In my ongoing research into adaptations of the Action scripts supplied with the SDK (such as TrackingAction), I found a useful method for amplifying the distance that an object will travel when the hand or face landmark is moved. Previously, the best way to amplify movement was to chain two or more objects with identical TrackingAction configurations together in a chain of childed objects. This can impact on performance though if you have too many TrackingActions running simultaneously.
I would recommend creating more than one copy of the TrackingAction script, so that you can give the amplified movement to objects that really need it, whilst the rest of your project's TrackingAction-powered objects remain unaffected by the change. Here's a link to my guide on creating multiple numbered Action scripts.
Now, here's how to edit the TrackingAction for amplified movement.
Place the TrackingAction that you are going to edit into your object. In my project I have five separate copies of the TrackingAction, numbered 1 to 5. I am using TrackingAction5 for the object that will be amplified. I am using it in the waist joint of my full-body avatar, so that it can fully bow down when the user's head is lowered instead of just leaning forwards slightly. Whilst the legs can already bend down when the head is lowered, we ideally want to couple that with a full body bow so that users can pick up objects from the floor if they have dropped them from the avatar's openable and closeable hand grip.
Open the TrackingAction to be edited in Unity's script editor. You can do this by double left-clicking on the TrackingAction script file. Scroll down to lines 241-243 to see the following block of code:
eulerAngles.x = -eulerAngles.x; eulerAngles.y = -eulerAngles.y; eulerAngles.z = -eulerAngles.z;
These lines determine the basic direction of rotation of an object when moving it with the hands or face. If you were to remove the minus signs from the eulerAngles statements on the right hand side (so that for example, elerAngle.x = eulerAngle.x) then the direction of rotation would be reversed from its normal state when you ran your project.
Statements where you are setting the value of a variable (such as one called 'eulerAngles.x') can have their value changed by adding mathematical symbols onto the end of the statement, such as * to multiply the value, + to add onto it, - to subtract from it and / to divide it. In the case of our TrackingAction, adding or subtracting from it would accelerate or decelerate object movement by a small amount, whilst multiplying or dividing would likely greatly increase acceleration or deceleration.
In the case of my project, I needed to amplify the movement of the waist joint a lot so that the upper half of the avatar body could bend down as far as human-like anatomy would allow. So multiplication ( * ) was the natural choice of sum to use.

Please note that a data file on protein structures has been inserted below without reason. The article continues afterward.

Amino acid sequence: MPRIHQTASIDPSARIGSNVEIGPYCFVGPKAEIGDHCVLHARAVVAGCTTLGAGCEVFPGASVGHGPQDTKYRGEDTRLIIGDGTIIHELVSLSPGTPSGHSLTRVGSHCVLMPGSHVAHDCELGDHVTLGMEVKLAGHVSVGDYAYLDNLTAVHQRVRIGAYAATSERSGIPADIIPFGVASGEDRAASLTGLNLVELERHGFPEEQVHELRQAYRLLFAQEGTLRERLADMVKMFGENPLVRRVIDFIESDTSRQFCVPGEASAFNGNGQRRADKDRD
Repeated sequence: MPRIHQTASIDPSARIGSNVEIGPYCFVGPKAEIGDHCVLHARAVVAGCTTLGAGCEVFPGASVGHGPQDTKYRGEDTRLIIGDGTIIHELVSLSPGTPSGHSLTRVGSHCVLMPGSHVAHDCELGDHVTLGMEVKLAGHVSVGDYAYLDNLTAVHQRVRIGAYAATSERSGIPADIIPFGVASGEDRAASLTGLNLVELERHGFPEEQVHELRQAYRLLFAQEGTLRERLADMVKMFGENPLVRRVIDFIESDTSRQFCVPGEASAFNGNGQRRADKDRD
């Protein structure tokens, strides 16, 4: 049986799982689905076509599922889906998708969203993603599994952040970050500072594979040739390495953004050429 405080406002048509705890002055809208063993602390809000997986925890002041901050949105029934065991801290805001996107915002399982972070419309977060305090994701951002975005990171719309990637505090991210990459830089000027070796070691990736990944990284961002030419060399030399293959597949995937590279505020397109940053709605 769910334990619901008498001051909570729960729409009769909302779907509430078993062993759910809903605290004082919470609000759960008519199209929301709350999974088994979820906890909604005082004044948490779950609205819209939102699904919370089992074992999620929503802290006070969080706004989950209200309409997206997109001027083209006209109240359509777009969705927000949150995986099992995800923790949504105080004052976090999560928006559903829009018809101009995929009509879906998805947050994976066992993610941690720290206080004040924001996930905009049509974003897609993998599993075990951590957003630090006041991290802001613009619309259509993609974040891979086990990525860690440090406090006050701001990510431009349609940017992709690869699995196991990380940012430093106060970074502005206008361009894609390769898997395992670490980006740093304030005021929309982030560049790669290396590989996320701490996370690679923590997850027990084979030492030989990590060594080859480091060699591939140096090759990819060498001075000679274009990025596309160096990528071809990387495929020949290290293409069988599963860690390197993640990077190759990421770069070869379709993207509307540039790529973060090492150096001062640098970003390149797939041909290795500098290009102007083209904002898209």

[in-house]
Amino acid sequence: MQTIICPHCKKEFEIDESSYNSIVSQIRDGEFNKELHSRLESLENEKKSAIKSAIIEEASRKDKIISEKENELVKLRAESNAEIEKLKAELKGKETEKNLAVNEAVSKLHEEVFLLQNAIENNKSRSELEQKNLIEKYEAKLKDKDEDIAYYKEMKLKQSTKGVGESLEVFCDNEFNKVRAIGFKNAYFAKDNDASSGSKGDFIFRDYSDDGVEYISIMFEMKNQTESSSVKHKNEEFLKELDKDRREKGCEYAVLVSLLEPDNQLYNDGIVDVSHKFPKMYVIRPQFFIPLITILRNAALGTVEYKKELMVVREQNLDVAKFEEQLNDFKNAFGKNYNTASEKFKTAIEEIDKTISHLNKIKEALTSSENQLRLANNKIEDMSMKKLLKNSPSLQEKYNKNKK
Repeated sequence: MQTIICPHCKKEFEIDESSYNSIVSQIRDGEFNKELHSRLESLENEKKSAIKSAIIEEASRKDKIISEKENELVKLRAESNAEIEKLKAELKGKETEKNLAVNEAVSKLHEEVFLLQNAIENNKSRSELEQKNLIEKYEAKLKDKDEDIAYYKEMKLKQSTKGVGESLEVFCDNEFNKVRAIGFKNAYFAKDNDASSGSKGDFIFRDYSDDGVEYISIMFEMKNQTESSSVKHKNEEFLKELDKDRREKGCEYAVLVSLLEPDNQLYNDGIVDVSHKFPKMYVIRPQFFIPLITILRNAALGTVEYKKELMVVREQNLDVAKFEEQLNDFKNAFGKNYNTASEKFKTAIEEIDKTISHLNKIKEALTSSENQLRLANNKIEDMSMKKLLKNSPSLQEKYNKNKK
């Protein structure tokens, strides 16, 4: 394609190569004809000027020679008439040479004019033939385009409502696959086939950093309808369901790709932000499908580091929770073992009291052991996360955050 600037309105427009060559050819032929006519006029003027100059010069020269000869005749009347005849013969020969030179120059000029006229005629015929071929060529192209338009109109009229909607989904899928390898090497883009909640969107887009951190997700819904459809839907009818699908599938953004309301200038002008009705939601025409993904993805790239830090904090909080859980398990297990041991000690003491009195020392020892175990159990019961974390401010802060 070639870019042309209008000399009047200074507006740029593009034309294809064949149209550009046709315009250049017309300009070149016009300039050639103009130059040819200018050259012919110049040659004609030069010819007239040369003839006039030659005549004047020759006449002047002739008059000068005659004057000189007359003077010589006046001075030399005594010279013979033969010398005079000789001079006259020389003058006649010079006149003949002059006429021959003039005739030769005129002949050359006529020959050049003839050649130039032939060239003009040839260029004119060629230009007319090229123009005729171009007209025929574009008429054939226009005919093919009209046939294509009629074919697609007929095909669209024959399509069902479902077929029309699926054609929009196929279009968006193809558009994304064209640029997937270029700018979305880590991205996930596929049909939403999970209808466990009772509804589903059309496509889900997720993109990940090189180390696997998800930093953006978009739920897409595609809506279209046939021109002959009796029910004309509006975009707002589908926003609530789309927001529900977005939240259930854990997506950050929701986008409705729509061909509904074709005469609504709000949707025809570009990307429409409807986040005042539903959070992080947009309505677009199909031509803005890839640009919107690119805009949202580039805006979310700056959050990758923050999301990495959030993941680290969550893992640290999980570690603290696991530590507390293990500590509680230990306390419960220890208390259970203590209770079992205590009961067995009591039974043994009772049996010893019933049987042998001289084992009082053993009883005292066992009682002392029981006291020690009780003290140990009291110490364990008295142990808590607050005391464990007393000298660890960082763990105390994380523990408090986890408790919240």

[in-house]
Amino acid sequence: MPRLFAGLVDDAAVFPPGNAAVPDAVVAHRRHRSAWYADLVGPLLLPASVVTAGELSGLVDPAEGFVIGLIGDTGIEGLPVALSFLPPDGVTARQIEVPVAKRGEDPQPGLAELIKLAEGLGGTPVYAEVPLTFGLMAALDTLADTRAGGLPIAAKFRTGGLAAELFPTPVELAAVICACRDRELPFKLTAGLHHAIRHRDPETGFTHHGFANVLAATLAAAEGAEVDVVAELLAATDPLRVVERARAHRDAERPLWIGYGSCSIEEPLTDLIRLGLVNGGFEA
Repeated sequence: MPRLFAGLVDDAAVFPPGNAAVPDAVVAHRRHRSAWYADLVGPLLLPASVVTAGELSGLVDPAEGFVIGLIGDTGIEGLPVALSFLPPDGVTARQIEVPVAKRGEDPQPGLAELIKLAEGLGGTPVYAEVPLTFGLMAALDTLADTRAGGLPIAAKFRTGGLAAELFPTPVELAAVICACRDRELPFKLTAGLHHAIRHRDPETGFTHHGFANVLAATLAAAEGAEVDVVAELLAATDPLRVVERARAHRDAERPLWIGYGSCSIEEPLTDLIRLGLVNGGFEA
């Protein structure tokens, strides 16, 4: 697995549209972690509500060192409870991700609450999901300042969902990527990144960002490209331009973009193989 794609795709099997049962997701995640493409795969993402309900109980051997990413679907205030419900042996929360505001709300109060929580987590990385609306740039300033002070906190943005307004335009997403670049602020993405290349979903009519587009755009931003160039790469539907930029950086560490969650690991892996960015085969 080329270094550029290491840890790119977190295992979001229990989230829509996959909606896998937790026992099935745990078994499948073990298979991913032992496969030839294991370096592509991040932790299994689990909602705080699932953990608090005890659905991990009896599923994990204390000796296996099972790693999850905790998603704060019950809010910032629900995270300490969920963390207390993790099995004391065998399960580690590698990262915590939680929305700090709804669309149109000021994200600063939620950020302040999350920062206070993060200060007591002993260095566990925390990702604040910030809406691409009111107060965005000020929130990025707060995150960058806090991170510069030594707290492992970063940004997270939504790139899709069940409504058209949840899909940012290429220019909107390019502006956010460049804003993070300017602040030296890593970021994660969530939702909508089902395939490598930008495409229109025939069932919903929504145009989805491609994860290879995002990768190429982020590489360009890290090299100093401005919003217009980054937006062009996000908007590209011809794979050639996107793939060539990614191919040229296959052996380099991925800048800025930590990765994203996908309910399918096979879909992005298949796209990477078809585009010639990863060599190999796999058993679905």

As my waist joint bent using the Z direction, I needed to add a multiplication sum to the end of the 'eulerAngles.Z' statement that handles rotational movement in the Z axis.
Through trial and error testing, I found that '6' was the optimum multiplication value that allowed the avatar to fully bow down without bending so far that it was anatomically unrealistic and made the joint prone to error. So '*6' was simply added to the end of the second half of the Z statement.
eulerAngles.x = -eulerAngles.x; eulerAngles.y = -eulerAngles.y; eulerAngles.z = -eulerAngles.z*6;
It is worth bearing in mind that if you want to develop your project in a non-Unity environment such as Visual Studio then the principle of using multiplication statements with angle formulas should also work there as well.
When you accelerate a RealSense-controlled object in Unity, it is often a good idea to give that object a higher 'Smoothing' value to smooth out the bumps in movement that the greater speed of travel can cause. Again through trial and error, we found that increasing the waist joint's weighting from '4' to '6' provided the ideal balance of a smooth bow that did not take long to complete.
Best of luck, and please feel free to ask questions in the comments section below!
Further research identified the line of TrackingAction code to change to alter the strength of Position movement, at line 290:
Vector3 vec = trgr.Position;
By placing a sum on the end of the 'trgr.Position' statement, you can reduce or amplify the speed of a TrackingAction-controlled object's position-based travel.
For example, to multiply an object's speed by 3x, we added the following multiplication sum to the end of the line:
Vector3 vec = trgr.Position*3f;
Remember to put an f on the end of the value that you use so that the C#-based TrackingAction script recognizes the number as a 'float value' (f for float), otherwise you will get a red error if you use a decimal number value without an f on the end of it.
A particular advantage of multiplying a Position-based object's speed is that if you have defined a tall / wide Virtual World Box, it makes it easier for the object to reach the defined limits of its Box before the user's hand goes outside of the camera's field of view and the object's motion stalls.